In reading a clinical trial, I came across the following: This study was powered to show a 10% difference in disease-free survival (from 75% to 85), corresponding to a hazard ratio of 0.56.
Can someone explain how the hazard ratio is calculated from the absolute difference/survival probabilities in this scenario?
it assumes expoenential survival times. the software manual should give the details eg: SAS Help Center, maybe eg nquery has a blog posrt about it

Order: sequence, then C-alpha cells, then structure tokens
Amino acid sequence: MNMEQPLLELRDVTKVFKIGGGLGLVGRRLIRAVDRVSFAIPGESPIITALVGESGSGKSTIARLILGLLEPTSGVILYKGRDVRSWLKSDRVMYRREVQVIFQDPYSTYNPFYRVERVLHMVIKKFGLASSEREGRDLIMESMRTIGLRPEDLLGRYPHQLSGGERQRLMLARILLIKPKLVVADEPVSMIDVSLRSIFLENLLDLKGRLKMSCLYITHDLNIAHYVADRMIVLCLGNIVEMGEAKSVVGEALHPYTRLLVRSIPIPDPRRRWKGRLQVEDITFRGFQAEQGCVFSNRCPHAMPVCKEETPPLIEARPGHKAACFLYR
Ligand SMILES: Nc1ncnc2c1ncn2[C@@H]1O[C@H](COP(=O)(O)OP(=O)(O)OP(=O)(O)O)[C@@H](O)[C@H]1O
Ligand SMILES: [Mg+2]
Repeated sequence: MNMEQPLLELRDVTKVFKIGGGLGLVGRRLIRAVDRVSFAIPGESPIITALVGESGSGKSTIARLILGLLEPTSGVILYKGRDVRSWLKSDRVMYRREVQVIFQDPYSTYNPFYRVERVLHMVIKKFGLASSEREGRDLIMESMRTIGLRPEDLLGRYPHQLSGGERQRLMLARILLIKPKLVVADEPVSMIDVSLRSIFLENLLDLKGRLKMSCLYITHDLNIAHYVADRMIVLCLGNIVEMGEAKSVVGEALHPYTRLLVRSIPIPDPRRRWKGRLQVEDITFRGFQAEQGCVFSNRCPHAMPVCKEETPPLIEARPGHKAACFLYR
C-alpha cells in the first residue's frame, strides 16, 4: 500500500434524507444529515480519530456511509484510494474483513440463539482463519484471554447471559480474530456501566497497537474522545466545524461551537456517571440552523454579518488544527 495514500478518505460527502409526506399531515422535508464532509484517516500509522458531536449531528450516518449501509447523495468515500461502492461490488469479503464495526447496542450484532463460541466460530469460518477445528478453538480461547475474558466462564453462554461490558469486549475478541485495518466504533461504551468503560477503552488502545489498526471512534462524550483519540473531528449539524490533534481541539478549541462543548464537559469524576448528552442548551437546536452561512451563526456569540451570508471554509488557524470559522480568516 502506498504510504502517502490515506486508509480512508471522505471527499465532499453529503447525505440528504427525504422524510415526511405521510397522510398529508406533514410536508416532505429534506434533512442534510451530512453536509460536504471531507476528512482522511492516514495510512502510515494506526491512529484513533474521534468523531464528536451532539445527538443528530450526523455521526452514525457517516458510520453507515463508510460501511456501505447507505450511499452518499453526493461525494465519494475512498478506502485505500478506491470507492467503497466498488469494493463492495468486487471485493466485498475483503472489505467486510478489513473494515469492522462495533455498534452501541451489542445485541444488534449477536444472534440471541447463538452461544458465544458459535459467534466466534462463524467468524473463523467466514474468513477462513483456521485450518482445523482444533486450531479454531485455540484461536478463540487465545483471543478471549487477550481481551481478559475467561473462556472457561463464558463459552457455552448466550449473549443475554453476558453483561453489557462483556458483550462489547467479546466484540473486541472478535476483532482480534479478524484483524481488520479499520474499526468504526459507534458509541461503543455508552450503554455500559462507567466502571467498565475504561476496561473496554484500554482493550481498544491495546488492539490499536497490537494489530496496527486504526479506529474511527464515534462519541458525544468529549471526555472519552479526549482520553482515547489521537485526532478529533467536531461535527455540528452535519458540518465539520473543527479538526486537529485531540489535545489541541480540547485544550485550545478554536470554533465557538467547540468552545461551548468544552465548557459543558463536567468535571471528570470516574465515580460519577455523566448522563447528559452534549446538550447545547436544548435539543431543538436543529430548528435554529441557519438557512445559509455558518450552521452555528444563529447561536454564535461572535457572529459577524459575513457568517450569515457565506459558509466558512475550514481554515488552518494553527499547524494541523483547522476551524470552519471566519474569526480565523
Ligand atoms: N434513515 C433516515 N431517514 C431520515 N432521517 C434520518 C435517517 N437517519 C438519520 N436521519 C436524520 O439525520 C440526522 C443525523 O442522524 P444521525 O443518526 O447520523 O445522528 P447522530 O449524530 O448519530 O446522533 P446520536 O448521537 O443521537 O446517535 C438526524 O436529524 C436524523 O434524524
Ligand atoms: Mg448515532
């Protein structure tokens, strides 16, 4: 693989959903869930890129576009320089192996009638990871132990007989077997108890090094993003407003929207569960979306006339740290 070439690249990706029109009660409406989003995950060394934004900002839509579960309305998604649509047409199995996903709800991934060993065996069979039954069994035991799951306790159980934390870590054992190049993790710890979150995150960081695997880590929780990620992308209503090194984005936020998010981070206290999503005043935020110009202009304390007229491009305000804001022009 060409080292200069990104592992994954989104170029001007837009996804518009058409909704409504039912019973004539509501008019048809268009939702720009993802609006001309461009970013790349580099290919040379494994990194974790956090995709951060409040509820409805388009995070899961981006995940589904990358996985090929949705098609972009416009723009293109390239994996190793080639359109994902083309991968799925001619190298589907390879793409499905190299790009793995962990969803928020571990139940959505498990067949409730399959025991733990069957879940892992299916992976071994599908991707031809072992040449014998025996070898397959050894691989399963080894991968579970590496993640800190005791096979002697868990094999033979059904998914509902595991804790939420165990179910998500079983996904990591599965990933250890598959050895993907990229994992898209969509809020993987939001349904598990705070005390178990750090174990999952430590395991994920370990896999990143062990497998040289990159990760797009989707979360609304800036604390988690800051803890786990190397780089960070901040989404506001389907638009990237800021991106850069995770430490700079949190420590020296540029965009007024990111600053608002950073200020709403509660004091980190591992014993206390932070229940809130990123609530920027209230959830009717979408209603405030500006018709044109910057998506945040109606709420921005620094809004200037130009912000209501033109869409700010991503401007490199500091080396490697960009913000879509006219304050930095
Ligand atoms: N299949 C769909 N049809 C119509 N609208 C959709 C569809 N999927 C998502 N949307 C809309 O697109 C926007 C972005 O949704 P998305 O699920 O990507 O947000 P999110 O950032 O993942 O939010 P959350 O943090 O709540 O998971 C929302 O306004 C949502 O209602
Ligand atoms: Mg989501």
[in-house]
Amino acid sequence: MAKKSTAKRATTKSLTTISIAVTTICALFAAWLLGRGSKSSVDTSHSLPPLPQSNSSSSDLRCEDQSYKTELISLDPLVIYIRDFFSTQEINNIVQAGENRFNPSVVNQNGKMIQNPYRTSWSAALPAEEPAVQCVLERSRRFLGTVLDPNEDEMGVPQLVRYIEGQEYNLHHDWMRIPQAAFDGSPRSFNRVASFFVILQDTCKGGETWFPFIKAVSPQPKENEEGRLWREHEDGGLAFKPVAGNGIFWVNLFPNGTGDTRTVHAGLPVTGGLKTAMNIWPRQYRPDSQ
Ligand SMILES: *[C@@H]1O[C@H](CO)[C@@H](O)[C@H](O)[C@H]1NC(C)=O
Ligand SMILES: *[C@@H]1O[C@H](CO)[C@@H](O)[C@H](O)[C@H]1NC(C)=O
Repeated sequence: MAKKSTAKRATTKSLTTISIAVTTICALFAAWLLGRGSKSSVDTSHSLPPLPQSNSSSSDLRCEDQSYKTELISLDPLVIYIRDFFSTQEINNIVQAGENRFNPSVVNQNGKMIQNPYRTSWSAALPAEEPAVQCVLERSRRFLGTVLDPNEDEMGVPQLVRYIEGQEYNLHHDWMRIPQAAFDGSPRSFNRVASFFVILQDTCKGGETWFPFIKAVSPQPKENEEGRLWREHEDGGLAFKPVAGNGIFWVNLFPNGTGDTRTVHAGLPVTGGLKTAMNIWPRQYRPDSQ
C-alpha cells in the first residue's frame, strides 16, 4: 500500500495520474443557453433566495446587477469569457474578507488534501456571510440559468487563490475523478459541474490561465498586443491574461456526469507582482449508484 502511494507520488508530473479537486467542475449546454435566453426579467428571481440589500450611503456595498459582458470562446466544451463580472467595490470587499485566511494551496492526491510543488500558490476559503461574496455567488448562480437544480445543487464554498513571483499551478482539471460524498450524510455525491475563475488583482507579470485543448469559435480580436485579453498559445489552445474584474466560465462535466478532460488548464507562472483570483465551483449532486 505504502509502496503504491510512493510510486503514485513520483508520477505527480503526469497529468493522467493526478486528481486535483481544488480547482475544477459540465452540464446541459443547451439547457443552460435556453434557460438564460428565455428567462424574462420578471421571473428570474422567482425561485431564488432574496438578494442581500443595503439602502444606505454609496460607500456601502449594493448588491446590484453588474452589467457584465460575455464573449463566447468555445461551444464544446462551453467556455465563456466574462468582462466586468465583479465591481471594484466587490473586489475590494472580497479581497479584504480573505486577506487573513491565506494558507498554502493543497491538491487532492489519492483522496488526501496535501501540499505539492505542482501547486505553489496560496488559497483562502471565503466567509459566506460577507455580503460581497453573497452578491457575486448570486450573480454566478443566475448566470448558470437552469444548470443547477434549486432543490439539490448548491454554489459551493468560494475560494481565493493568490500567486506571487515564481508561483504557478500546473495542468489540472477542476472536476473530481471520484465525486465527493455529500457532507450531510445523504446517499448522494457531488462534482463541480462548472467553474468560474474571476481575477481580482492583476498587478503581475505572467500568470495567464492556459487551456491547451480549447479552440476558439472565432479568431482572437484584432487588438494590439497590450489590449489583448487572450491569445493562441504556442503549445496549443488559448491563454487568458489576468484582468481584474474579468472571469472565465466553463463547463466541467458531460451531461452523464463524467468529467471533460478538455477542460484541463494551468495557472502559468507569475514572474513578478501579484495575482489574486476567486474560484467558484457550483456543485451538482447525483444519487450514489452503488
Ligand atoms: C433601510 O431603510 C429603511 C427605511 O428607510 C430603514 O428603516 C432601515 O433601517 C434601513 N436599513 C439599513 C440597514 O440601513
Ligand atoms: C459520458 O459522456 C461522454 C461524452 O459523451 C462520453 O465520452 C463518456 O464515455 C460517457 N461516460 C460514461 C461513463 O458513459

As @pmbrown mentioned, under the presumption that the distribution of event times are exponential, you can get the hazard rate for each event free survival proportion (presuming time t = 12 months), using R:
-(log(0.75)) / 12
-(log(0.85)) / 12
The hazard ratio is then:
0.01354324 / 0.02397351
Essentially, use the same units (e.g. in months) for the time t value in both of the first two lines to get the respective hazard rate for each and then divide to get the ratio.
If you then want to get the estimated median survival for each (again in months):
-(log(0.5)) / 0.02397351
-(log(0.5)) / 0.01354324
28.91305 / 51.18031
The CRAB/SWOG folks have a conversion tool for these various units at:
along with other relevant online calculators on their web site as well.